Wednesday, April 24, 2013

Snow thankful

I told myself I wasn't going to write about all of this April snow. This snow on top of mud was not something I found humorous or wanted to remember.

boot print in snow on top of mud

But then last Friday happened and I decided that someday I'll want to remind my kids that, yes, it does snow in April. Sometimes it snows a lot in April. I ran into our friend Eddie at the grocery store yesterday and he said that back in 1950, farmers didn't put a seed in the ground until a month from now.

I've been trying to keep a positive attitude about our white landscape. I keep telling myself, "We need the moisture."

snow white pastures

Even Glen said, "All this snow better pay off this summer, or..." (He didn't finish that sentence.)

I've convinced myself that, if April showers bring May flowers, then it must also be true that April snow will help the flowers grow.

I found out last week that Glen's dad planted a whole bunch of tulip bulbs in one of our flower beds last fall. The flower bed that's still buried under a pile of snow. Nonetheless, tulips are one of my favorite flowers and just knowing that they'll pop up sooner or later gives me hope. I am so ready for some color in our yard.

And some color in the pastures, too. Glen said he thinks that all this snow will help the pastures green up quickly once the snow finally melts. I hope he's right.

Last year, we put the cows out to pasture on April 12. Yes, I know, it was an exceptionally early spring, but we normally put them out during the last week of April or first week of May. We're now in the last week of April and the pastures are nowhere near ready to welcome the cows. I'm looking at our milk cow pasture in the picture above. Can you see it?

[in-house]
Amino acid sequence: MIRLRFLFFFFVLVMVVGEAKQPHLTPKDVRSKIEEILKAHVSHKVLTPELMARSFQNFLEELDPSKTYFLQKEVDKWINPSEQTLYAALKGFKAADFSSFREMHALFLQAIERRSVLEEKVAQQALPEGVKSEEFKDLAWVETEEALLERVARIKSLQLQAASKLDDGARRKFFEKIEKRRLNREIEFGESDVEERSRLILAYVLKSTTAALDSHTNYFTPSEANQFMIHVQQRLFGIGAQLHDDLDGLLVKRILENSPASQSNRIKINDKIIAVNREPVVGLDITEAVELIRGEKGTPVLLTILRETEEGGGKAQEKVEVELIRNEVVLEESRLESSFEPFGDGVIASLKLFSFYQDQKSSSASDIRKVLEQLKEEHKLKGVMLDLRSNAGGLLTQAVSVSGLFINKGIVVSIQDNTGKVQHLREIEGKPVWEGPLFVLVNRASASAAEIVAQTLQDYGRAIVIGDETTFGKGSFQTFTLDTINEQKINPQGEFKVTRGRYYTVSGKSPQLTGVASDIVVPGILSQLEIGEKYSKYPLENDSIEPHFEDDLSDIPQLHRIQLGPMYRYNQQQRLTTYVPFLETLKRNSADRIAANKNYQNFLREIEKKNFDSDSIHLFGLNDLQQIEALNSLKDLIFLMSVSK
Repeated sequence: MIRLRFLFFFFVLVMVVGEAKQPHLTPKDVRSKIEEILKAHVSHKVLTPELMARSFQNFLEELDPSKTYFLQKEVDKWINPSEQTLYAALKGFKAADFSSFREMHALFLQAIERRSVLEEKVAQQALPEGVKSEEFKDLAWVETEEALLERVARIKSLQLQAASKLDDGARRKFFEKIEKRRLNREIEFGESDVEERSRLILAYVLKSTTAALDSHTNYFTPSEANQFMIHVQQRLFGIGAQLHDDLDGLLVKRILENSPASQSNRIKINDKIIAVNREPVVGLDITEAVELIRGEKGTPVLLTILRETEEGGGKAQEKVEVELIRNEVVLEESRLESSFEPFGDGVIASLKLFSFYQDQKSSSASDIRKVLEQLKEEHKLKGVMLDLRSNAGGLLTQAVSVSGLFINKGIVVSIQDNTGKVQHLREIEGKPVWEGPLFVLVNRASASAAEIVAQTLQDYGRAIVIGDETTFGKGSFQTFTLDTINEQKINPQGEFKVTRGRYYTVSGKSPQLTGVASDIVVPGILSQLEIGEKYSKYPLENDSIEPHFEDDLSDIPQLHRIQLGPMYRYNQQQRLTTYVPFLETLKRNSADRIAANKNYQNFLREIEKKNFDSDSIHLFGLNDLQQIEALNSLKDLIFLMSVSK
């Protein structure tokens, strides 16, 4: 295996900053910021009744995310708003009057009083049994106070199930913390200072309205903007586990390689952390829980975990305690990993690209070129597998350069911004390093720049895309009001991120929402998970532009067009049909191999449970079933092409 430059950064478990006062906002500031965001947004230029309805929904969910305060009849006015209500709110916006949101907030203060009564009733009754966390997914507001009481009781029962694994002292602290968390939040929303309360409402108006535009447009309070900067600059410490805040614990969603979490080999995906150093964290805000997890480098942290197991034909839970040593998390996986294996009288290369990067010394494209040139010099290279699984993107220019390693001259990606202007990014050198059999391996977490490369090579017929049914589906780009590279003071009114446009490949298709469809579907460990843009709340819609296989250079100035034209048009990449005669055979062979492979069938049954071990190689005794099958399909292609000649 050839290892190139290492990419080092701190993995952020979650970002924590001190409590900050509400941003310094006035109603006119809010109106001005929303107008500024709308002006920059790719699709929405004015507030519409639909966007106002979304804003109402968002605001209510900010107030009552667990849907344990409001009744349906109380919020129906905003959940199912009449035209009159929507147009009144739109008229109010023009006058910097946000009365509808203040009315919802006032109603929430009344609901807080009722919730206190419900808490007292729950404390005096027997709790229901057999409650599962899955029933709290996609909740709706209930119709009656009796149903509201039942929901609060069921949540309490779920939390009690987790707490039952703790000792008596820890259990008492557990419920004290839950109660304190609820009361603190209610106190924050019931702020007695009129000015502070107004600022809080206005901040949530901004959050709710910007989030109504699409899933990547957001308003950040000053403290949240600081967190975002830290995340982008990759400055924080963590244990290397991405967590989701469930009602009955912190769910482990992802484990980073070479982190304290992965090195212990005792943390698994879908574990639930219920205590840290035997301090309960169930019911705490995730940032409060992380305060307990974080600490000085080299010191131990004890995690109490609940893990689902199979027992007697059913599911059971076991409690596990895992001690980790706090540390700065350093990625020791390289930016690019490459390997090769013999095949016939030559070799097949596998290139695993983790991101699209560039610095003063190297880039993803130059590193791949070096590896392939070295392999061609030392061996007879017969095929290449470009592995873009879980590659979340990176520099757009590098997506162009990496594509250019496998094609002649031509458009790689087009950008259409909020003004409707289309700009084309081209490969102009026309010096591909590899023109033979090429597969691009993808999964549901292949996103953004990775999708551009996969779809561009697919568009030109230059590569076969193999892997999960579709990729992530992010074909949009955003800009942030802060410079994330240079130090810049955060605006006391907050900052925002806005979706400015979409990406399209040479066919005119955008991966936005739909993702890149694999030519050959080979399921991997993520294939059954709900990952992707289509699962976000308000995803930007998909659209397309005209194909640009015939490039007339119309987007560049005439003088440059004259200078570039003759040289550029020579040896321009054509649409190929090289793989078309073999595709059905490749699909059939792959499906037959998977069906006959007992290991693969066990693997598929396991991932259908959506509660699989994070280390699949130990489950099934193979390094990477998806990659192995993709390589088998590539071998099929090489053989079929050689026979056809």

Tonka truck stuck in snow

My positive attitude about the snow was tested last Friday. At 1:40 a.m. that morning, I woke up to the sound of someone pounding on our front door. I looked at the alarm clock and knew right away it was our milk truck driver. (Our milk gets picked up at 1:45 a.m. to go down to Woodbury, Minn. for bottling.) I shook Glen until he woke up and whisper-yelled, "There's someone knocking on the door."

The milk truck was stuck in our driveway. It took an hour for Glen and the driver to get the truck unstuck enough to drive over to the milk house, load the milk, and then get the truck out of the driveway.

Thankfully, snow days come when you most need them. School was canceled on Friday, so at least Friday morning's agenda didn't involve getting the kids to school. (I will say, though, that it would have been better if the snow days and late starts had picked days other than Tuesday and Friday. Those are Monika's preschool days and she's missed several days of preschool this winter due to the weather.)

twelve inches of April snow

The snow day and the sunshine gave us a chance to do something we had been meaning to do all winter: build our first ever snowman.

farm kids with April snowman

I feel supremely better as a parent, now that we didn't let winter pass without making a snowman. And, instead of being bitter about the snow this month, I'm thankful for one last opportunity to have some winter fun with Dan and Monika.

farm kids with April snowman

No comments :

Post a Comment

Thanks for commenting! I appreciate feedback of all types.